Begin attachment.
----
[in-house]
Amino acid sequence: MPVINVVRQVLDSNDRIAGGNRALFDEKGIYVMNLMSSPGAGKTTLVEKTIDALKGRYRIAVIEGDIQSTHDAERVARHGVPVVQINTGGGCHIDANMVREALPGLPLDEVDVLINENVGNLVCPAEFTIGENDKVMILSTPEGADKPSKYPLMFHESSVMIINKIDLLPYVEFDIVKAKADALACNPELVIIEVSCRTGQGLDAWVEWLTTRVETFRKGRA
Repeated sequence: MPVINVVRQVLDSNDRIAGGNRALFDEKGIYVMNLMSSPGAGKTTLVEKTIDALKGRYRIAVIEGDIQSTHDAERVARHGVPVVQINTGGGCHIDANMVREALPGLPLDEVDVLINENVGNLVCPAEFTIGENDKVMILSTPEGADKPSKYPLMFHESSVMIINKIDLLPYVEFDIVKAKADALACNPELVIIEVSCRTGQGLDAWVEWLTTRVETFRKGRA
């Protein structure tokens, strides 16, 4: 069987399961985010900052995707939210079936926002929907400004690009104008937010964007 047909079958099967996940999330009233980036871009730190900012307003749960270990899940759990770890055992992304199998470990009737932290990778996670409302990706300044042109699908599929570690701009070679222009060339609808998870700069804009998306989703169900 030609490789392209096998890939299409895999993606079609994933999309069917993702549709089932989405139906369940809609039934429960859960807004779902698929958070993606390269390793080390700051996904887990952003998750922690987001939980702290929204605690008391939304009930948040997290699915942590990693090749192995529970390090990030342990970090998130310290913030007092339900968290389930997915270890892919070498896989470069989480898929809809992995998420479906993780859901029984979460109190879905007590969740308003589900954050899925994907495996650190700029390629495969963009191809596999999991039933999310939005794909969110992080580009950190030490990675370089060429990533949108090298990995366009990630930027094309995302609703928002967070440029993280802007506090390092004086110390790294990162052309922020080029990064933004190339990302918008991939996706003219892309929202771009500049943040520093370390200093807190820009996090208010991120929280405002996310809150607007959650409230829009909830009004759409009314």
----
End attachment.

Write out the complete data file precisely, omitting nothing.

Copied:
[in-house]
Amino acid sequence: MPVINVVRQVLDSNDRIAGGNRALFDEKGIYVMNLMSSPGAGKTTLVEKTIDALKGRYRIAVIEGDIQSTHDAERVARHGVPVVQINTGGGCHIDANMVREALPGLPLDEVDVLINENVGNLVCPAEFTIGENDKVMILSTPEGADKPSKYPLMFHESSVMIINKIDLLPYVEFDIVKAKADALACNPELVIIEVSCRTGQGLDAWVEWLTTRVETFRKGRA
Repeated sequence: MPVINVVRQVLDSNDRIAGGNRALFDEKGIYVMNLMSSPGAGKTTLVEKTIDALKGRYRIAVIEGDIQSTHDAERVARHGVPVVQINTGGGCHIDANMVREALPGLPLDEVDVLINENVGNLVCPAEFTIGENDKVMILSTPEGADKPSKYPLMFHESSVMIINKIDLLPYVEFDIVKAKADALACNPELVIIEVSCRTGQGLDAWVEWLTTRVETFRKGRA
């Protein structure tokens, strides 16, 4: 069987399961985010900052995707939210079936926002929907400004690009104008937010964007 047909079958099967996940999330009233980036871009730190900012307003749960270990899940759990770890055992992304199998470990009737932290990778996670409302990706300044042109699908599929570690701009070679222009060339609808998870700069804009998306989703169900 030609490789392209096998890939299409895999993606079609994933999309069917993702549709089932989405139906369940809609039934429960859960807004779902698929958070993606390269390793080390700051996904887990952003998750922690987001939980702290929204605690008391939304009930948040997290699915942590990693090749192995529970390090990030342990970090998130310290913030007092339900968290389930997915270890892919070498896989470069989480898929809809992995998420479906993780859901029984979460109190879905007590969740308003589900954050899925994907495996650190700029390629495969963009191809596999999991039933999310939005794909969110992080580009950190030490990675370089060429990533949108090298990995366009990630930027094309995302609703928002967070440029993280802007506090390092004086110390790294990162052309922020080029990064933004190339990302918008991939996706003219892309929202771009500049943040520093370390200093807190820009996090208010991120929280405002996310809150607007959650409230829009909830009004759409009314």